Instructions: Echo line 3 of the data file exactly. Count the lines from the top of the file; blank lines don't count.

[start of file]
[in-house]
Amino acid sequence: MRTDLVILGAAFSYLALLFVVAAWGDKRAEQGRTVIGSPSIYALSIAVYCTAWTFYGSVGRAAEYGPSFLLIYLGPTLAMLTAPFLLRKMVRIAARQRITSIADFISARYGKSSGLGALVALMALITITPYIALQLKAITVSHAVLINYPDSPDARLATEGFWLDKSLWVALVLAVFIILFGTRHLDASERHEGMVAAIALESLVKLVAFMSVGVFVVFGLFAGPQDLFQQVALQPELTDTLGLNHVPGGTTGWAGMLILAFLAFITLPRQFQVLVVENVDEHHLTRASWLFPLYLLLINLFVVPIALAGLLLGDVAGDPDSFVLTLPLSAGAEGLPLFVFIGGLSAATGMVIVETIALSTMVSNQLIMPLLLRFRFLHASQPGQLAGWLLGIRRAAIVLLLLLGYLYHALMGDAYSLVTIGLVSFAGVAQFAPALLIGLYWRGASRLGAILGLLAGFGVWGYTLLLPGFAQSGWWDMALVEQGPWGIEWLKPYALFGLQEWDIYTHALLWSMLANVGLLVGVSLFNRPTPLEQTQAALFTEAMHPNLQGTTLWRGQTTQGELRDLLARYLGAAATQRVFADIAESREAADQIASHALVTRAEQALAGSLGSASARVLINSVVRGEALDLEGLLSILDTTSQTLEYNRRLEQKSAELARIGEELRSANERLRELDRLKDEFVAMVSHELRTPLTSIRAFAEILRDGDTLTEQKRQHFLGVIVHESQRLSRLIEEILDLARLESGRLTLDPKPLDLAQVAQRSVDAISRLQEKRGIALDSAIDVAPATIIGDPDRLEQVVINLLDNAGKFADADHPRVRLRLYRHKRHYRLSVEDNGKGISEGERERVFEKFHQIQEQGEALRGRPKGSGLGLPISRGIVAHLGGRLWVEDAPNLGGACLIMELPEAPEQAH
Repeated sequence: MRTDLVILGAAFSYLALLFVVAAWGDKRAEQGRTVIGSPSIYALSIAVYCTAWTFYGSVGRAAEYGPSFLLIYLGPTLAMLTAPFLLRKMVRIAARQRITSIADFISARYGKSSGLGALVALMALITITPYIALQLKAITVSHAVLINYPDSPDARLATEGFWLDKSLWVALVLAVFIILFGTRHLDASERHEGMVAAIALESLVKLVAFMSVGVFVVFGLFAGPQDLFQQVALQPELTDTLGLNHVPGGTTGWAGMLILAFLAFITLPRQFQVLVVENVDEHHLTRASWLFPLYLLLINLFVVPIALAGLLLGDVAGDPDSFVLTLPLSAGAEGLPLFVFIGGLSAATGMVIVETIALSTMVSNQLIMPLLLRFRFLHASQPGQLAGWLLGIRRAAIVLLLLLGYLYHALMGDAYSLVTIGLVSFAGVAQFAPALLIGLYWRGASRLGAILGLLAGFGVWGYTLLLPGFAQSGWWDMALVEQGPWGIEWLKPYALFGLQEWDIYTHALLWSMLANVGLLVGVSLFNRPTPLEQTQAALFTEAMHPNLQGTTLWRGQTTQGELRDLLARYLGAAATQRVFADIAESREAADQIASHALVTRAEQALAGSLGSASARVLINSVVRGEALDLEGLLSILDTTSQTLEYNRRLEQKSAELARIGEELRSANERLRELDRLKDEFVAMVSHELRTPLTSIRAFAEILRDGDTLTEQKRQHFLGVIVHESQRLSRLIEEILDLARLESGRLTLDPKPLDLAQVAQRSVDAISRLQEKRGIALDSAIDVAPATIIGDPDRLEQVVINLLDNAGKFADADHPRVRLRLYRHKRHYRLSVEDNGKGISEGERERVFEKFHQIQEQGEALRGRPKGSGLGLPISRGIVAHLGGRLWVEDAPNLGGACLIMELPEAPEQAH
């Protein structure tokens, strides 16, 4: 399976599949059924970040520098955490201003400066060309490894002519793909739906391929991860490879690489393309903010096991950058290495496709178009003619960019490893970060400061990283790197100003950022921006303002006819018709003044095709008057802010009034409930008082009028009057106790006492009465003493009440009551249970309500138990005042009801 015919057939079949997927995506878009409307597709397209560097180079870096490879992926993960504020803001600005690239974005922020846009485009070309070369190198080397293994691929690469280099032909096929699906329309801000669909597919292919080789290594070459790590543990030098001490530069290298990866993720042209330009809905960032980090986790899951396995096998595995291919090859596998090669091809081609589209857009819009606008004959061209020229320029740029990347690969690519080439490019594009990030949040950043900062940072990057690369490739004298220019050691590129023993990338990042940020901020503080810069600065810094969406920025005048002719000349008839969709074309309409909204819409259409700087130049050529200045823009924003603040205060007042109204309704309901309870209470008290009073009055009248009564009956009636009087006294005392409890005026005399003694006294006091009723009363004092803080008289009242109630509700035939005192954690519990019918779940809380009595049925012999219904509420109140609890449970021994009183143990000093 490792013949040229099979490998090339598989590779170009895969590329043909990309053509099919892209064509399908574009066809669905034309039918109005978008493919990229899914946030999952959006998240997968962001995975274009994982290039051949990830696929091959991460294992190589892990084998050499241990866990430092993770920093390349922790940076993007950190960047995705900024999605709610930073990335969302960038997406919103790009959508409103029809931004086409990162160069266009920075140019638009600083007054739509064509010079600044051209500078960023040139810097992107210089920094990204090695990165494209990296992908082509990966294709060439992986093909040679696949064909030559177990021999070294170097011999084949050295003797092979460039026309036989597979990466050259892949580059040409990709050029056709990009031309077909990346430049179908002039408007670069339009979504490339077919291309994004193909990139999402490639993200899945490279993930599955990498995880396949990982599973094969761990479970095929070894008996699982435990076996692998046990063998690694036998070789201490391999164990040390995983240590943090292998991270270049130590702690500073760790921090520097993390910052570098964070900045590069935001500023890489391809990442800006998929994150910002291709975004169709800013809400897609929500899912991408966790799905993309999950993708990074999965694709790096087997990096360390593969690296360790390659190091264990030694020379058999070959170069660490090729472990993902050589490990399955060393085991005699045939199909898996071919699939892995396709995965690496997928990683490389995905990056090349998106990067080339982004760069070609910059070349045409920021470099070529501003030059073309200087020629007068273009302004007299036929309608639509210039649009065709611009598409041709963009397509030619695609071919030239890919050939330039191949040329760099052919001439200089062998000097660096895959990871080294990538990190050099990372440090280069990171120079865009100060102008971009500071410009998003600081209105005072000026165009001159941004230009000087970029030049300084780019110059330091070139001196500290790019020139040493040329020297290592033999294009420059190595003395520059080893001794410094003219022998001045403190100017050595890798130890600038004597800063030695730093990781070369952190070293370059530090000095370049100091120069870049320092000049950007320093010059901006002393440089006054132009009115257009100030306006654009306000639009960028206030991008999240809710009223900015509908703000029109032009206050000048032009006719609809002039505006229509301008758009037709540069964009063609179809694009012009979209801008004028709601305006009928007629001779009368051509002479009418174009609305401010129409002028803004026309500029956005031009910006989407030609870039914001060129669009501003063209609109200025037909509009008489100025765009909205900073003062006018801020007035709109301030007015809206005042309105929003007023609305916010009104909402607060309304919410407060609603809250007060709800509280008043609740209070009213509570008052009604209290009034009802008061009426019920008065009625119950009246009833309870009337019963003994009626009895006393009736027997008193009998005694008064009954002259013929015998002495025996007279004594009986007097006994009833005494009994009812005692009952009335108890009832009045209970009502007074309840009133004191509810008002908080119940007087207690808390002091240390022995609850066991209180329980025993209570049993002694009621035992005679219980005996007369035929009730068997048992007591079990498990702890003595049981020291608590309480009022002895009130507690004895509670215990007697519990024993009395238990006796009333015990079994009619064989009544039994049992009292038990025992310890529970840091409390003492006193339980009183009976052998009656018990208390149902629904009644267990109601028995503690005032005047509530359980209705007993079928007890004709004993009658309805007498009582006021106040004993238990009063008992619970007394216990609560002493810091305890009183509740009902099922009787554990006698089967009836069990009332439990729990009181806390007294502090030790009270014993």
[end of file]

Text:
Repeated sequence: MRTDLVILGAAFSYLALLFVVAAWGDKRAEQGRTVIGSPSIYALSIAVYCTAWTFYGSVGRAAEYGPSFLLIYLGPTLAMLTAPFLLRKMVRIAARQRITSIADFISARYGKSSGLGALVALMALITITPYIALQLKAITVSHAVLINYPDSPDARLATEGFWLDKSLWVALVLAVFIILFGTRHLDASERHEGMVAAIALESLVKLVAFMSVGVFVVFGLFAGPQDLFQQVALQPELTDTLGLNHVPGGTTGWAGMLILAFLAFITLPRQFQVLVVENVDEHHLTRASWLFPLYLLLINLFVVPIALAGLLLGDVAGDPDSFVLTLPLSAGAEGLPLFVFIGGLSAATGMVIVETIALSTMVSNQLIMPLLLRFRFLHASQPGQLAGWLLGIRRAAIVLLLLLGYLYHALMGDAYSLVTIGLVSFAGVAQFAPALLIGLYWRGASRLGAILGLLAGFGVWGYTLLLPGFAQSGWWDMALVEQGPWGIEWLKPYALFGLQEWDIYTHALLWSMLANVGLLVGVSLFNRPTPLEQTQAALFTEAMHPNLQGTTLWRGQTTQGELRDLLARYLGAAATQRVFADIAESREAADQIASHALVTRAEQALAGSLGSASARVLINSVVRGEALDLEGLLSILDTTSQTLEYNRRLEQKSAELARIGEELRSANERLRELDRLKDEFVAMVSHELRTPLTSIRAFAEILRDGDTLTEQKRQHFLGVIVHESQRLSRLIEEILDLARLESGRLTLDPKPLDLAQVAQRSVDAISRLQEKRGIALDSAIDVAPATIIGDPDRLEQVVINLLDNAGKFADADHPRVRLRLYRHKRHYRLSVEDNGKGISEGERERVFEKFHQIQEQGEALRGRPKGSGLGLPISRGIVAHLGGRLWVEDAPNLGGACLIMELPEAPEQAH